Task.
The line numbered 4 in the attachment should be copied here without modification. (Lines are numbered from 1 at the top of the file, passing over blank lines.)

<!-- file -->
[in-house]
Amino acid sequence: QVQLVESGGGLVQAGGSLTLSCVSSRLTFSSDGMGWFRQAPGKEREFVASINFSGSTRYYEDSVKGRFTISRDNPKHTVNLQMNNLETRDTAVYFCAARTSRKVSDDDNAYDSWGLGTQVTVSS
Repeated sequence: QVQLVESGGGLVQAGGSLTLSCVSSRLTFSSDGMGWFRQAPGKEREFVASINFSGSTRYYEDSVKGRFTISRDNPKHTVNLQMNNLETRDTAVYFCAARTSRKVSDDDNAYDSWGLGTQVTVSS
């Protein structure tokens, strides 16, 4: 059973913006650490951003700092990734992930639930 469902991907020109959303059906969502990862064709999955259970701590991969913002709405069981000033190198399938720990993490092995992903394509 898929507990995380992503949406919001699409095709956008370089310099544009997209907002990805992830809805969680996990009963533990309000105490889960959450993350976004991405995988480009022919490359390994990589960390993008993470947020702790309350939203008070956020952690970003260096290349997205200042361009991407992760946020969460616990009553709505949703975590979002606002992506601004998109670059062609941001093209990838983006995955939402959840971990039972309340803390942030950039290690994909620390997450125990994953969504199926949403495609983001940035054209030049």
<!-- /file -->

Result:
């Protein structure tokens, strides 16, 4: 059973913006650490951003700092990734992930639930 469902991907020109959303059906969502990862064709999955259970701590991969913002709405069981000033190198399938720990993490092995992903394509 898929507990995380992503949406919001699409095709956008370089310099544009997209907002990805992830809805969680996990009963533990309000105490889960959450993350976004991405995988480009022919490359390994990589960390993008993470947020702790309350939203008070956020952690970003260096290349997205200042361009991407992760946020969460616990009553709505949703975590979002606002992506601004998109670059062609941001093209990838983006995955939402959840971990039972309340803390942030950039290690994909620390997450125990994953969504199926949403495609983001940035054209030049």